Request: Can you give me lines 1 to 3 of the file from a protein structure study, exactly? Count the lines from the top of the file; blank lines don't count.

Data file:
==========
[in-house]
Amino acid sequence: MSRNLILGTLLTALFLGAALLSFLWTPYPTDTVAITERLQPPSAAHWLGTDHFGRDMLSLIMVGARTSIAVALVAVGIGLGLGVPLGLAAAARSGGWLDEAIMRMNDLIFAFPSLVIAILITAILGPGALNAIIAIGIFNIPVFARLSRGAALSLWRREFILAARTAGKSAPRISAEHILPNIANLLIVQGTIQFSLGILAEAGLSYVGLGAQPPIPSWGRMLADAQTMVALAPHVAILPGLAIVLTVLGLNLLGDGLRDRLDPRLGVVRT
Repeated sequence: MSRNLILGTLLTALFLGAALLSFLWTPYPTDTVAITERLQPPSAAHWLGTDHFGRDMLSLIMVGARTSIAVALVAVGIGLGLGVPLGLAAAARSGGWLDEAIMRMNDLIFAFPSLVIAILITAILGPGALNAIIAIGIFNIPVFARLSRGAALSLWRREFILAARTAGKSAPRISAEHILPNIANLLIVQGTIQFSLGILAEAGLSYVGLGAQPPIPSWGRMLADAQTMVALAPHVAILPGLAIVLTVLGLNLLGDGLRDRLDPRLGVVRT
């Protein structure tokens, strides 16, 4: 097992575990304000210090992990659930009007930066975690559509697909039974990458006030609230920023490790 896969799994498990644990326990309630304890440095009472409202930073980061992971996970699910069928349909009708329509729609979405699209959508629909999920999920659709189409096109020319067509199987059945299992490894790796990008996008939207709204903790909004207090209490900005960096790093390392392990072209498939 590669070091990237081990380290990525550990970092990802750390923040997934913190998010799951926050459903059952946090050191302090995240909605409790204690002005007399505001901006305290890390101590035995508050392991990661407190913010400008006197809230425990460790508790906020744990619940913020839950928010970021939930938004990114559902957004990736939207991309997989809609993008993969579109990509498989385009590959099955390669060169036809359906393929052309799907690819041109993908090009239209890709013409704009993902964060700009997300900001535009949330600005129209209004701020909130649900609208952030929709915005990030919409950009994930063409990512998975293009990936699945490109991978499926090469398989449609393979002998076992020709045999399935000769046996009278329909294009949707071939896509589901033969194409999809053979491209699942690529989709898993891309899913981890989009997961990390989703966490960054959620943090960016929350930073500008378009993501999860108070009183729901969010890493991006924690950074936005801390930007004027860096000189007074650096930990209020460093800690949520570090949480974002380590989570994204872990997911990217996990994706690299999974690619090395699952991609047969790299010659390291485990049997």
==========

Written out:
[in-house]
Amino acid sequence: MSRNLILGTLLTALFLGAALLSFLWTPYPTDTVAITERLQPPSAAHWLGTDHFGRDMLSLIMVGARTSIAVALVAVGIGLGLGVPLGLAAAARSGGWLDEAIMRMNDLIFAFPSLVIAILITAILGPGALNAIIAIGIFNIPVFARLSRGAALSLWRREFILAARTAGKSAPRISAEHILPNIANLLIVQGTIQFSLGILAEAGLSYVGLGAQPPIPSWGRMLADAQTMVALAPHVAILPGLAIVLTVLGLNLLGDGLRDRLDPRLGVVRT
Repeated sequence: MSRNLILGTLLTALFLGAALLSFLWTPYPTDTVAITERLQPPSAAHWLGTDHFGRDMLSLIMVGARTSIAVALVAVGIGLGLGVPLGLAAAARSGGWLDEAIMRMNDLIFAFPSLVIAILITAILGPGALNAIIAIGIFNIPVFARLSRGAALSLWRREFILAARTAGKSAPRISAEHILPNIANLLIVQGTIQFSLGILAEAGLSYVGLGAQPPIPSWGRMLADAQTMVALAPHVAILPGLAIVLTVLGLNLLGDGLRDRLDPRLGVVRT